Rise of the Ancients

Over the last two decades a relatively new sort of board gaming has emerged which you might not have heard about. ‘Hobby’ or ‘modern’ board gaming is sweeping across the world.

In 1995 The Settlers of Catan by Klaus Teuber changed everything. This is the game that made many Americans realise that there is more to board games than Cluedo and Scrabble. It was family friendly, easy to get into, had a lovely trading mechanic and modular board which changed every time you played it. 

Isn’t 1995 late? The ‘Spiel des Jahres’ award (basically the Oscars of Board Games) was founded in 1978. In Germany this genre of board games had been popular long before Settlers of Catan broke the monopoly of Monopoly in the US. Board games go back much further. In 2200 bc, in China, Go had already been invented.

German-style games, or eurogames, are generally regarded as one half of the two over-arching mega-genres in modern board gaming. These sort of games generally feature less luck, a more direct strategy, and less direct player interaction. Winning conditions involve collecting victory points and the design favours symbols over text.

The other half is the American-style, sometimes referred to as ‘Ameritrash’. These are generally the opposite style. War, fighting, killing, rolling piles and piles of dice (therefore luck), and player elimination.

Common themes and styles in American-style games include dungeon crawling (Descent, Claustrophobia), the American Civil War (Battle Cry), and World War II (Memoir 44).

German-style games, on the other hand, tend to have more ‘European’ cultural influences. For example, colonisation of the Americas or medieval farming are common themes (Archipelago, Puerto Rico), as are diplomacy and intrigue at the time of the Inquisition or gaining the King’s favour (Il Vecchio, Caylus).

American-style games sound similar to miniature wargaming and tabletop role-playing games (RPGs), and are definitely inspired by these earlier games. However, board games are different. A board game generally comes in a box which contains everything you need to play with a number of players and most of the time is meant to be played in one sitting. RPGs and wargaming do not follow these rules.

Interestingly, American and German-style games developed in more or less the same period of time in two completely different cultures. This is comparable to the development of the Japanese RPG and the Western RPG in video games.

And today? 

Board games are experiencing a golden age. If you had come into the hobby a mere five years ago, the picture was simple. But the worldwide Indie revolution and crowd-funding has also hit board games.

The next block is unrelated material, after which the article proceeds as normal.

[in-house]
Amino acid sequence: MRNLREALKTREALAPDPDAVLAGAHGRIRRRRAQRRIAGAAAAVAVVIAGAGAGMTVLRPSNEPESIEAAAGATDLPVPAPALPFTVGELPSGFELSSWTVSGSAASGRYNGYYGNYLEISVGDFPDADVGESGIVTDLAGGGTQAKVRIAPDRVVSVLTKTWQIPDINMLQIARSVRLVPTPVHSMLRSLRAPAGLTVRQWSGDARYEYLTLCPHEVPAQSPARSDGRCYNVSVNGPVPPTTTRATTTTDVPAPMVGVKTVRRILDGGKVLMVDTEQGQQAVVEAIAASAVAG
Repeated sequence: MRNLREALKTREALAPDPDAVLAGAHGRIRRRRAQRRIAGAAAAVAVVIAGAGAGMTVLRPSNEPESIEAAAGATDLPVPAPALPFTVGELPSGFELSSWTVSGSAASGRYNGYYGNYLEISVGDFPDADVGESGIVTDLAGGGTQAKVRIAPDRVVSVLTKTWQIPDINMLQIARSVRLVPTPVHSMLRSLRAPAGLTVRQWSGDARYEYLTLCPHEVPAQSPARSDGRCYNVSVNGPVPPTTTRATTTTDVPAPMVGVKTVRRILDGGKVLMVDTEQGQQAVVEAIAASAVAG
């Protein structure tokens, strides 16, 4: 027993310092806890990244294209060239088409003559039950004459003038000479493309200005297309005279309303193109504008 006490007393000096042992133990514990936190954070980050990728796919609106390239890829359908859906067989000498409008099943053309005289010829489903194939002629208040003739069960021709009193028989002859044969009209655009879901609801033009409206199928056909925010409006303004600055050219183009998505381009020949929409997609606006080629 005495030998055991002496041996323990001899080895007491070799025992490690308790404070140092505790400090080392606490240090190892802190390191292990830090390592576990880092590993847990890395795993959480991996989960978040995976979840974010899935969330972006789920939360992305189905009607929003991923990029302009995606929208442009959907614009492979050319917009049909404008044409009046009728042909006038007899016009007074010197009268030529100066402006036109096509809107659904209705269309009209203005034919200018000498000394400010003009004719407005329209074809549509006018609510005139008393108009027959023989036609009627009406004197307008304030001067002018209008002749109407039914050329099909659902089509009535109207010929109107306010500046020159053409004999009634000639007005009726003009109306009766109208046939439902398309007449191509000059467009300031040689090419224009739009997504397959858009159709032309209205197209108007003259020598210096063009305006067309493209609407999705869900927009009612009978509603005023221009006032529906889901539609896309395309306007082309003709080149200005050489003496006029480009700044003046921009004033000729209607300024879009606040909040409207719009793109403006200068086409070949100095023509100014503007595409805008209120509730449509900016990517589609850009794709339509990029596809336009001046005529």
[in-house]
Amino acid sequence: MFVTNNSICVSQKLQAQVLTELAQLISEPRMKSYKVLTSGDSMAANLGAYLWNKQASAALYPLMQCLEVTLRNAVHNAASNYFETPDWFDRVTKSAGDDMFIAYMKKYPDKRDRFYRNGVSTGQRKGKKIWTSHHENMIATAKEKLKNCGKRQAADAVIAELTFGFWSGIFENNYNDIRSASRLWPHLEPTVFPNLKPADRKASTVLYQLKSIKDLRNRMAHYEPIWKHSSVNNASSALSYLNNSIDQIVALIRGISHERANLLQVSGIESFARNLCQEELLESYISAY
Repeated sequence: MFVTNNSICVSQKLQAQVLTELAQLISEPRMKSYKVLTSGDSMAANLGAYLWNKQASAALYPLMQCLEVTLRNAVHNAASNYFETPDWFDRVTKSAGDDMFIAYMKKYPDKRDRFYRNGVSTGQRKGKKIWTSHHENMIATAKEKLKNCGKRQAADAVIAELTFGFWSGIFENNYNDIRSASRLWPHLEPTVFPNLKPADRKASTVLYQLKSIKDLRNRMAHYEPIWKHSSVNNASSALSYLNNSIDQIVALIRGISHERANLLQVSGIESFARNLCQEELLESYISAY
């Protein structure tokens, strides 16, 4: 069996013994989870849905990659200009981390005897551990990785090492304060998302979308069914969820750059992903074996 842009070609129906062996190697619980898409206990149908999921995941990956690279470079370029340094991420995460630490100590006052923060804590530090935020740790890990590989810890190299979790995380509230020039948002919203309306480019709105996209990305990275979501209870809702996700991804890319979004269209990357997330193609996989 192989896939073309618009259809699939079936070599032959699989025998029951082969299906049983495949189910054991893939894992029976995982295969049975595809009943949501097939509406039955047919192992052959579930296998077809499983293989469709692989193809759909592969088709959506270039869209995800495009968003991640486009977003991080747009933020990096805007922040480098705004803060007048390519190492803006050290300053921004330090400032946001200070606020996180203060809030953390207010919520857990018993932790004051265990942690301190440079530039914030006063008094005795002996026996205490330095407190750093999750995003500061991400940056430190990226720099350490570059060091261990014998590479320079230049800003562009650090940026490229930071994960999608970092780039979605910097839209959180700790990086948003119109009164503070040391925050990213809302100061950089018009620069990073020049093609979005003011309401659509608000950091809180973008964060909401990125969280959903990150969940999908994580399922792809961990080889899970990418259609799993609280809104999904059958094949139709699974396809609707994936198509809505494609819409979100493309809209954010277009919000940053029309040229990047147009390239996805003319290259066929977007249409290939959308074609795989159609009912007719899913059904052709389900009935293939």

Until a few years ago a few recognisable, high profile game publishers dominated the market. Euro and American style games were easily separated. Now, board games are becoming less and less of a niche hobby. New designers are creating games that combine many different influences from past games. The lines are being blurred. More experimental games and publishers are starting to pop up thanks to crowd-funding, and virtually anyone can publish a game. 

In Malta, one of the first locally developed modern boardgames will be published internationally next year watch this magazineand others are in development. Exciting times.

David Chircop (and Yannick Massa) topped the Board Game Geek Hotness List for a week and won Best Board Game award at Malta’s first Global Game Jam held on January 24–26, 2014 at the Institute of Digital Games, UoM. See http://maltagamejam.com for next year’s Game Jam or take a course at the Institute http://game.edu.mt to learn how to make your own game. This article forms part of The Gaming Issue.

Village board game (German-style)
Village board game (German-style)



Solo board games are a funny business. First of all, nobody can catch you cheating. The temptation of closing an eye to a few little mistakes or ‘forgetting’ a rule are alluring. Second, you have nobody to rub the wrong way when you make a good move. Third, there’s nobody to beat. Board games initially strike us as a multi-player group affair, but solo games do exist. We have all played solitaire.

Onirim is a one-player card game. Although two people can play co-operatively I like it best solo. In Onirim you play as a ‘Dreamwalker’: a person stuck in a dream trying to find his way out before he is consumed by his own nightmares. To escape you must assemble a total of eight doors before the deck runs out. If it does you’re in trouble and stuck forever (till the next game).

By playing cards you move from room to room inside a labyrinth. When you manage to play three rooms of the same colour consecutively, a door of that colour ‘appears’, as in, you search for one inside the deck.

‘Hah, sounds easy!’ you might say. ‘Hah, you’re wrong’. There are nightmare cards, and nightmare cards are… horrible. You can only play one card per turn, and you might have a cunning plan set up cheerfully in your hand, but then a ‘nightmare’ happens, and you need to discard all your cards, and start over. Thankfully, the ‘nightmares’ can be dodged. Prophecies allow you to see the future, while keys negate a ‘nightmare’s’ effects.

I like Onirim. It is different, has gorgeous art, and is wonderfully balanced. The only downside is that it is out of print. But worry not, Dreamwalker! Onirim will be reprinted this year and you can get your dreamy paws on it… soon enough.

This article forms part of The Gaming Issue